Social Issues

So·cial iss·ues: of or pertaining to the life, welfare, and relations of human beings in a community; of or pertaining to humans associated together for religious, benevolent, cultural, scientific, political, patriotic, or other purposes, esp. as a body divided into classes according to status. Posts in this category pertain to matters of human social interaction, classification, and association.

Windows Vista DRM

Filed in Social IssuesTags: Computers, DRM, Geekery, Technology, Windows

Leo Laporte and Steve Gibson have been having an interesting discussion about Windows Vista Digital Rights Management (DRM) in Episodes 73, 74, and 75 of their weekly SecurityNow podcast, including a conversation with Peter Gutmann, who wrote a white paper called "A Cost Analysis of Windows Vista Content Protection".

Today I noticed a GRC newsgroup post referencing a shashdot post discussing a Windows Vista Blog post discussing Gutmann's paper.

If you are considering an upgrade to Windows Vista, and are not familiar with what Microsoft is doing with respect to DRM in the new O/S, you probably want to take a look.

More Re-Definition of Terminology

Filed in Politics, Science, Social IssuesTags: Clone The Truth, Cloning, Missouri, Sanctity of Life, Stem Cells

First, they tried to re-define "embryonic" as "early". Next, they tried to re-define "cloning" as "implantation". Now, they're trying to re-define "cure".

Adult stem cells have thus far produced at least 72 human treatments. It appears that one of the latest tactics of the pro-Amendment 2 Coalition is to refute that fact (emphasis added):

Winship says there have been no proven cures found with embryonic stem cell research and said adult stem cells are a proven - and ethical - alternative.

"The reality is, it’s still zero" cures "for embryonic stem cells," she said.

Farrow said embryonic stem cell opponents would do anything to derail the initiative, including overstating the potency of adult stem cells.

"You’ll hear our opponents say that there are between 65 to 100 adult stem cell cures. That’s simply not true," Farrow said.

"The truth is there are only nine adult stem cell cures, and we believe that research needs to go forward," she said. "But adult stem cells have been researched for over 50 years. The first earlier embryonic stem cell research didn’t start until 1998. We haven’t even had a full decade of research with embryonic stem cells."

What on earth could possibly explain such disparity? Apparently, the Coalition, in an attempt to level the playing field in their favor, have begun applying a "FDA-approved" qualification (emphasis added):

Dr. William Neaves is with the Stowers Institute Medical Research. "This is a contest between society and disease, not between adult stem cells and early stem cells," says Neaves.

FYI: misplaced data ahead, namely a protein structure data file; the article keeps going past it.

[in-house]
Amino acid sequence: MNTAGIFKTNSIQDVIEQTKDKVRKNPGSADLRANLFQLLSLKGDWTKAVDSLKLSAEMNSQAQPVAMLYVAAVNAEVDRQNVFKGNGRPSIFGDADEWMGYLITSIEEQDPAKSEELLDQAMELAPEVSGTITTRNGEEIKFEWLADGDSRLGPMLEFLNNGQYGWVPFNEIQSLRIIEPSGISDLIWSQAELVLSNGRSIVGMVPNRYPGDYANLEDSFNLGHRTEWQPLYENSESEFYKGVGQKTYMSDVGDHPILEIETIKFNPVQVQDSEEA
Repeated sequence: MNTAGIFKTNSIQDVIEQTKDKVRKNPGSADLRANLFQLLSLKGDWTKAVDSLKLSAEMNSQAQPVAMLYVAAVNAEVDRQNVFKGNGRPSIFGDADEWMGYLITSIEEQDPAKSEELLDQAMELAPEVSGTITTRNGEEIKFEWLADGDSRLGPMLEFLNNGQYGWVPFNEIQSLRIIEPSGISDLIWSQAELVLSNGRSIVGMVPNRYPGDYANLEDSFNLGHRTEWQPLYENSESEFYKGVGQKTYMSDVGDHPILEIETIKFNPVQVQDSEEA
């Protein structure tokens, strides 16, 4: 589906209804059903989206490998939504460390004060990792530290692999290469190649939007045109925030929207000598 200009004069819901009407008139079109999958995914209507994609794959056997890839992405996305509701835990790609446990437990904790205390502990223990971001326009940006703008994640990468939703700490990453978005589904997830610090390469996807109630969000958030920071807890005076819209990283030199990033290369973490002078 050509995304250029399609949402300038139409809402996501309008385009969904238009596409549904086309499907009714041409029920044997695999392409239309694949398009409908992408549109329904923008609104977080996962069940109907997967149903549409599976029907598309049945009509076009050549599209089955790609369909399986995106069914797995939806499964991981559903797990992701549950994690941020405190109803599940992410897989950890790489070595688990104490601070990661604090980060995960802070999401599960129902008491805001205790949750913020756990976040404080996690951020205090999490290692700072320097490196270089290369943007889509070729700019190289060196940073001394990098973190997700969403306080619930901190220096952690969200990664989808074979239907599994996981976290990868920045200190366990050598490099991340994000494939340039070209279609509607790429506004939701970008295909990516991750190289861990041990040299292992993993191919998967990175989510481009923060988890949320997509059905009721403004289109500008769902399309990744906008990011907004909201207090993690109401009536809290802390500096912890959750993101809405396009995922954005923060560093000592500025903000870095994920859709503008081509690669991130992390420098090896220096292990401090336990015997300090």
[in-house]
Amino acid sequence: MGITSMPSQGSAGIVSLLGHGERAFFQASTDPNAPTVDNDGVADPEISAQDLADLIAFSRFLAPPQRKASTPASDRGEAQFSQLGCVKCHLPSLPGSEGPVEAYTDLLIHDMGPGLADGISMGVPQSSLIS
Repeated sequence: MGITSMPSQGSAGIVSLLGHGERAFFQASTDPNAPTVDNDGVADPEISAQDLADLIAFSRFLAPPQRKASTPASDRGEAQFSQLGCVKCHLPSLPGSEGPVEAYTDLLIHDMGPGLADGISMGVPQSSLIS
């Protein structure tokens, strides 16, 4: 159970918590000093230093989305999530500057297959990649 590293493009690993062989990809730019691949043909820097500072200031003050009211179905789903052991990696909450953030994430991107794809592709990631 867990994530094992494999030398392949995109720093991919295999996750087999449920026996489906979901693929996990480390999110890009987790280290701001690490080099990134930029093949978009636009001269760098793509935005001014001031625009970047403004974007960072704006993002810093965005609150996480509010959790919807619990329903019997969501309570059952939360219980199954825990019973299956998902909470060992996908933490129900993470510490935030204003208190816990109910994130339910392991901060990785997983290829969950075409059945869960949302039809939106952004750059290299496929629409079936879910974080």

Researchers say embryonic stem cells hold infinitely more potential than adult stem cells for curing disease. They say the claim about dozens of treatments already developed from adult stem cells is not true. "At best, only nine of those diseases have, after 50 years of research with adult stems cells, FDA-approved therapies that are available to patients," says Neaves.

The Coalition is obviously hedging on the belief that the general public have no real understanding of what FDA approval is, what it means, or how it happens. I will try to give a brief overview.

FDA is divided into various "centers". I work for a pharmaceutical company that manufactures, packages, and sells drugs. We are under the direction of FDA's CDER: the Center for Drug Evaluation and Research. Medical devices - pacemakers or defibrilators, for example - are under the direction of CDRH: the Center for Devices and Radiological Health. Stem cell treatments are under yet another center - CBER: the Center for Biologics Evaluation and Research.

In order for a drug, device, vaccine, or other treatment (hereafter, treatment) to get FDA approval, a rigorous and intensive process is required. The sponsor (company requesting approval) must complete a submission application including all the data supporting the approval request. For a new treatment, the submission would include data from three phases (Phase I, Phase II, Phase III) of clinical studies. These clinicals are the heart of the company's justification for requesting approval. Phase I clinicals are very small (less than 100 participants) studies, generally using healthy humans, to determine physiological interaction of a treatment with humans. Phase II clinicals follow successful of Phase I, and are controlled, small-scale (a few hundred participants) studies using people who have the condition for which the treatment is indicated, used to determine preliminary data with respect to the effectiveness of the treatment, and any side effects associated with the treatment. Phase III clinicals follow successful completion of Phase II, and are controlled (or uncontrolled), large-scale (a few hundred to thousands of participants) studies used to determine the effectiveness of the treatment for the general population, and to ascertain the overall risk-benefit relationship of the treatment.

Based on these data, in addition to other aspects of the submission (stability data for a drug, for example), FDA will approve or reject the application. Once FDA has approved an application, the sponsor can legally market and sell the treatment in the US.

As with many other treatments, due to the nature of the conditions for which stem cell treatments are intended, such treatments are not always well-suited for typical clinical trials. FDA is aware of and working to reconcile the difficulty of translating stem-cell treatments into clinical trials.

Note, however, that other mechanisms exist, prior to or in lieu of FDA final approval, for treatments to be used (legally and effectively). Two such mechanisms are the Treatment Investigational New Drug (Treatment IND) approval, in which "FDA will permit an investigational drug to be used under a treatment IND if there is preliminary evidence of drug efficacy and the drug is intended to treat a serious or life-threatening disease, or if there is no comparable alternative drug or therapy available to treat that stage of the disease in the intended patient population", and the parallel track policy, in which "patients with AIDS whose condition prevents them from participating in controlled clinical trials can receive investigational drugs shown in preliminary studies to be promising."